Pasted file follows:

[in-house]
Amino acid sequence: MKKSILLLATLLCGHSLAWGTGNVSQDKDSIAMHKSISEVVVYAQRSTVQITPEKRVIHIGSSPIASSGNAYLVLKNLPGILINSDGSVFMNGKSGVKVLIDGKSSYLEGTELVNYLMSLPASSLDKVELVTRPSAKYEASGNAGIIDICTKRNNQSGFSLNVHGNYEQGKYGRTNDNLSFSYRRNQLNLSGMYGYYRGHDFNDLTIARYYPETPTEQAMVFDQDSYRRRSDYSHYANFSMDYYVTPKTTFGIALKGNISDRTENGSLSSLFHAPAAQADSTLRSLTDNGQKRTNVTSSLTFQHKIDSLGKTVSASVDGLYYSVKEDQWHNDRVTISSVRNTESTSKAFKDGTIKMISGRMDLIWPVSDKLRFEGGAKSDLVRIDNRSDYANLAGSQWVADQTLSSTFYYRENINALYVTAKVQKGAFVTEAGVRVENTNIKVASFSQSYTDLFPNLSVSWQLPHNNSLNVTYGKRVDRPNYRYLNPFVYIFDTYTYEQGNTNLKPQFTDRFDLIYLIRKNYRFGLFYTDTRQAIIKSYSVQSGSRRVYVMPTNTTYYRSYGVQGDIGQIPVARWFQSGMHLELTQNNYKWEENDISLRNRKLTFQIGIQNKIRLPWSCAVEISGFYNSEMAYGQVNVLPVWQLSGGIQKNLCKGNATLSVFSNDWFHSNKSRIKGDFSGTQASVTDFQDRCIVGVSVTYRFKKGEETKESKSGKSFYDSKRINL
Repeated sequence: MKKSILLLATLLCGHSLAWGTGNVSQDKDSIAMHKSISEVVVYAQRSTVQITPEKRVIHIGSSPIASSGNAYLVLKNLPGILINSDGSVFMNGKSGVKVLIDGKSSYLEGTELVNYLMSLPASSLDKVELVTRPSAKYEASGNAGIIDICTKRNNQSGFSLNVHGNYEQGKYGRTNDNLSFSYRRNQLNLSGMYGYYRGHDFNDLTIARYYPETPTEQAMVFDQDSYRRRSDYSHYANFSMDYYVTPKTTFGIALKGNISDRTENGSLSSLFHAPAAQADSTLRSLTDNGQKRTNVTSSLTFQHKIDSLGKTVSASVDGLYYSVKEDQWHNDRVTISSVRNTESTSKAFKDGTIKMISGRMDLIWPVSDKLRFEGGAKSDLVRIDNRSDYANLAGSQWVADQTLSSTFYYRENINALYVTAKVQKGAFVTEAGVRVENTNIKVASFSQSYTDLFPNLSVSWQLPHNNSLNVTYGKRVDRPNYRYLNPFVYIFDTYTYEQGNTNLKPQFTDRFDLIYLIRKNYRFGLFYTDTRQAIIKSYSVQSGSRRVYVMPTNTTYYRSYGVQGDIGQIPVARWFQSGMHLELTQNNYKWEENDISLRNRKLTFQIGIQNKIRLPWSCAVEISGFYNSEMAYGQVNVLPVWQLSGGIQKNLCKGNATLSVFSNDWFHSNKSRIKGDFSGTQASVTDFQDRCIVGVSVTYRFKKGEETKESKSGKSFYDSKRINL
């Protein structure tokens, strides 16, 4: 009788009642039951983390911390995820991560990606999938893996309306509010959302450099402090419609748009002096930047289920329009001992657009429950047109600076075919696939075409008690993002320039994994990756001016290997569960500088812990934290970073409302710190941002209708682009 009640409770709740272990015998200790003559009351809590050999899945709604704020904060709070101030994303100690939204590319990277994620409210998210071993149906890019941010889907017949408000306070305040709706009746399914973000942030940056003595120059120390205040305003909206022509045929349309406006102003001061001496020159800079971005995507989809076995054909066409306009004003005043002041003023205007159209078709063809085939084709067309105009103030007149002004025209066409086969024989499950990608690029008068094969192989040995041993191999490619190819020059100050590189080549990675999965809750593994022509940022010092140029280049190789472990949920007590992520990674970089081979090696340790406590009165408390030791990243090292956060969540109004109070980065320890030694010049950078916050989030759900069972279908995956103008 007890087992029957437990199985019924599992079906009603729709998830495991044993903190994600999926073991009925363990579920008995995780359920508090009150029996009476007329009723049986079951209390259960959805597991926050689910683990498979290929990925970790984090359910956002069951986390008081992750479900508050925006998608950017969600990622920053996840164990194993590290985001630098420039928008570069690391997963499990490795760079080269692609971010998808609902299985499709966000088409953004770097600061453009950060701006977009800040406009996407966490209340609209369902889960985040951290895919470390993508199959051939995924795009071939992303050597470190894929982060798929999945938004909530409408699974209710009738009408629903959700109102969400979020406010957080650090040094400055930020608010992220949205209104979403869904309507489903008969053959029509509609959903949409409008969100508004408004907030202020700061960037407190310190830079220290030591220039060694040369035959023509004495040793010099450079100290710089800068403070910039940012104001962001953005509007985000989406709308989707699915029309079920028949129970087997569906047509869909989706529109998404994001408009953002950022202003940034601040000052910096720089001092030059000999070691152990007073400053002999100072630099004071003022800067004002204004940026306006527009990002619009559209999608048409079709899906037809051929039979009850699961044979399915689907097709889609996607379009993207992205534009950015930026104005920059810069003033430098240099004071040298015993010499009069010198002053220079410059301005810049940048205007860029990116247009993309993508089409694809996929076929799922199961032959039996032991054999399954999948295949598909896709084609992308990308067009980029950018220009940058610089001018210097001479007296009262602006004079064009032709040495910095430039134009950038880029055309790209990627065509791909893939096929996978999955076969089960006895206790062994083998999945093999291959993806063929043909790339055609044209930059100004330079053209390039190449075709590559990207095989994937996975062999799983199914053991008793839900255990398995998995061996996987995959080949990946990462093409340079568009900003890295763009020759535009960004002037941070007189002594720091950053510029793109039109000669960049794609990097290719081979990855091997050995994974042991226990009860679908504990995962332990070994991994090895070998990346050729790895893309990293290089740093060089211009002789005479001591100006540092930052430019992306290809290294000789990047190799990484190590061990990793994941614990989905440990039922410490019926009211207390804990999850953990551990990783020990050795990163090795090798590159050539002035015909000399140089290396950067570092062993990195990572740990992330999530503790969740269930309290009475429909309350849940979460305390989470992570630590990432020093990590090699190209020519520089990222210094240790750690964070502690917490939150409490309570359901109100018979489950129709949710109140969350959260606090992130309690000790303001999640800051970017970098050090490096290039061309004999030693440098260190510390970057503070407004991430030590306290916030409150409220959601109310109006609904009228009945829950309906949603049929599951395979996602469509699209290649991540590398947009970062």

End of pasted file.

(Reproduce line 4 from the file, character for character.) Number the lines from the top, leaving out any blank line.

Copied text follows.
């Protein structure tokens, strides 16, 4: 009788009642039951983390911390995820991560990606999938893996309306509010959302450099402090419609748009002096930047289920329009001992657009429950047109600076075919696939075409008690993002320039994994990756001016290997569960500088812990934290970073409302710190941002209708682009 009640409770709740272990015998200790003559009351809590050999899945709604704020904060709070101030994303100690939204590319990277994620409210998210071993149906890019941010889907017949408000306070305040709706009746399914973000942030940056003595120059120390205040305003909206022509045929349309406006102003001061001496020159800079971005995507989809076995054909066409306009004003005043002041003023205007159209078709063809085939084709067309105009103030007149002004025209066409086969024989499950990608690029008068094969192989040995041993191999490619190819020059100050590189080549990675999965809750593994022509940022010092140029280049190789472990949920007590992520990674970089081979090696340790406590009165408390030791990243090292956060969540109004109070980065320890030694010049950078916050989030759900069972279908995956103008 007890087992029957437990199985019924599992079906009603729709998830495991044993903190994600999926073991009925363990579920008995995780359920508090009150029996009476007329009723049986079951209390259960959805597991926050689910683990498979290929990925970790984090359910956002069951986390008081992750479900508050925006998608950017969600990622920053996840164990194993590290985001630098420039928008570069690391997963499990490795760079080269692609971010998808609902299985499709966000088409953004770097600061453009950060701006977009800040406009996407966490209340609209369902889960985040951290895919470390993508199959051939995924795009071939992303050597470190894929982060798929999945938004909530409408699974209710009738009408629903959700109102969400979020406010957080650090040094400055930020608010992220949205209104979403869904309507489903008969053959029509509609959903949409409008969100508004408004907030202020700061960037407190310190830079220290030591220039060694040369035959023509004495040793010099450079100290710089800068403070910039940012104001962001953005509007985000989406709308989707699915029309079920028949129970087997569906047509869909989706529109998404994001408009953002950022202003940034601040000052910096720089001092030059000999070691152990007073400053002999100072630099004071003022800067004002204004940026306006527009990002619009559209999608048409079709899906037809051929039979009850699961044979399915689907097709889609996607379009993207992205534009950015930026104005920059810069003033430098240099004071040298015993010499009069010198002053220079410059301005810049940048205007860029990116247009993309993508089409694809996929076929799922199961032959039996032991054999399954999948295949598909896709084609992308990308067009980029950018220009940058610089001018210097001479007296009262602006004079064009032709040495910095430039134009950038880029055309790209990627065509791909893939096929996978999955076969089960006895206790062994083998999945093999291959993806063929043909790339055609044209930059100004330079053209390039190449075709590559990207095989994937996975062999799983199914053991008793839900255990398995998995061996996987995959080949990946990462093409340079568009900003890295763009020759535009960004002037941070007189002594720091950053510029793109039109000669960049794609990097290719081979990855091997050995994974042991226990009860679908504990995962332990070994991994090895070998990346050729790895893309990293290089740093060089211009002789005479001591100006540092930052430019992306290809290294000789990047190799990484190590061990990793994941614990989905440990039922410490019926009211207390804990999850953990551990990783020990050795990163090795090798590159050539002035015909000399140089290396950067570092062993990195990572740990992330999530503790969740269930309290009475429909309350849940979460305390989470992570630590990432020093990590090699190209020519520089990222210094240790750690964070502690917490939150409490309570359901109100018979489950129709949710109140969350959260606090992130309690000790303001999640800051970017970098050090490096290039061309004999030693440098260190510390970057503070407004991430030590306290916030409150409220959601109310109006609904009228009945829950309906949603049929599951395979996602469509699209290649991540590398947009970062």